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September 2017, vol 13 no 3

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Anna Cates

Father

mandrake moon
in a rustling forest
a strange bird calls . . .

Father never complained of the poison mushrooms, simply moved on to the shrooms. He filled the castle with answers, cracked outrageous mysteries.

In upstairs rooms children screamed of demons in the dark. But Father hustled up those stony steps, forded impossible passes, forged by monsters who’d eat you alive like a spreading cancer.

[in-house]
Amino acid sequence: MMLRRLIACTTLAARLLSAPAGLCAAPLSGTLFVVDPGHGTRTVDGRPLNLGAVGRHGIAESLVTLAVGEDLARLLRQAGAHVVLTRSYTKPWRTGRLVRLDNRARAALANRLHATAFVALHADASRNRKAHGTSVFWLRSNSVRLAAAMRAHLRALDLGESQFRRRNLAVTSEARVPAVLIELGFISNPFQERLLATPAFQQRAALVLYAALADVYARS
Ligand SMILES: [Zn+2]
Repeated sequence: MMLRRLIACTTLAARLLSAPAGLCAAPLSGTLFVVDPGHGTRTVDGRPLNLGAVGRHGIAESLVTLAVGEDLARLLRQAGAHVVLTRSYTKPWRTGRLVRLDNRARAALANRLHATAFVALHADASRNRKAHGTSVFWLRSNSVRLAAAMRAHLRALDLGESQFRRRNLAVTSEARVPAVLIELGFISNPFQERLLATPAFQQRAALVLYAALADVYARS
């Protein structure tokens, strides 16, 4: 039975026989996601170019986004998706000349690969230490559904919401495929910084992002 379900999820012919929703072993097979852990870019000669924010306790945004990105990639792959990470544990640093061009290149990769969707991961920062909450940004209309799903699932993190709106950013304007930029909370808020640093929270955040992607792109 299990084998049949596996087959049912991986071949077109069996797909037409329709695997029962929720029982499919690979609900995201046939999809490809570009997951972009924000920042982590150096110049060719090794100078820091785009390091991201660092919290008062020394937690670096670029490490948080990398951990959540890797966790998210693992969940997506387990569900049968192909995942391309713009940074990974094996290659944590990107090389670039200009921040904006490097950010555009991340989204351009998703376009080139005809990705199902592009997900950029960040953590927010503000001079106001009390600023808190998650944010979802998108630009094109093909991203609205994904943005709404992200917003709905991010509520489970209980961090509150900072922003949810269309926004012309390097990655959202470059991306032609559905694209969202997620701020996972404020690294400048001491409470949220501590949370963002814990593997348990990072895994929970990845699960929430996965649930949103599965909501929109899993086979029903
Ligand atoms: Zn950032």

All fathers are mortal, risk themselves on ladders, asses full of polyps.

Father always told us who we are depends on whether we break the rules like matchsticks or wild horses. We always almost listened.


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